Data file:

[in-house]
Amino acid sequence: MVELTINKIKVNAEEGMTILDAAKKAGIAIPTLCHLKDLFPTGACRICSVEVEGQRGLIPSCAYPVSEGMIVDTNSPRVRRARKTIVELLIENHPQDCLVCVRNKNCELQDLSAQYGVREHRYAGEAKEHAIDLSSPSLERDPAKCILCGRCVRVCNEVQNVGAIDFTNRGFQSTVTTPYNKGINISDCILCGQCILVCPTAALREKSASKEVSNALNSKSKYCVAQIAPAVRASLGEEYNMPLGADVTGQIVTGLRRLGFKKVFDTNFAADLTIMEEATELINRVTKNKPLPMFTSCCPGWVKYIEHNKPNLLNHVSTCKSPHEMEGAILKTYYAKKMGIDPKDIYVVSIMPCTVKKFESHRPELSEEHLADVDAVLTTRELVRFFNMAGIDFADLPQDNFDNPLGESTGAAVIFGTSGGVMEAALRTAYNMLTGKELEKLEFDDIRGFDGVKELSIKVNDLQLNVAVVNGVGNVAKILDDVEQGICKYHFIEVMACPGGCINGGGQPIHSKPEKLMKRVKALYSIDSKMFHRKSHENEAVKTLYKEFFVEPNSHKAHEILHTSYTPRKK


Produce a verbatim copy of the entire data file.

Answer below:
[in-house]
Amino acid sequence: MVELTINKIKVNAEEGMTILDAAKKAGIAIPTLCHLKDLFPTGACRICSVEVEGQRGLIPSCAYPVSEGMIVDTNSPRVRRARKTIVELLIENHPQDCLVCVRNKNCELQDLSAQYGVREHRYAGEAKEHAIDLSSPSLERDPAKCILCGRCVRVCNEVQNVGAIDFTNRGFQSTVTTPYNKGINISDCILCGQCILVCPTAALREKSASKEVSNALNSKSKYCVAQIAPAVRASLGEEYNMPLGADVTGQIVTGLRRLGFKKVFDTNFAADLTIMEEATELINRVTKNKPLPMFTSCCPGWVKYIEHNKPNLLNHVSTCKSPHEMEGAILKTYYAKKMGIDPKDIYVVSIMPCTVKKFESHRPELSEEHLADVDAVLTTRELVRFFNMAGIDFADLPQDNFDNPLGESTGAAVIFGTSGGVMEAALRTAYNMLTGKELEKLEFDDIRGFDGVKELSIKVNDLQLNVAVVNGVGNVAKILDDVEQGICKYHFIEVMACPGGCINGGGQPIHSKPEKLMKRVKALYSIDSKMFHRKSHENEAVKTLYKEFFVEPNSHKAHEILHTSYTPRKK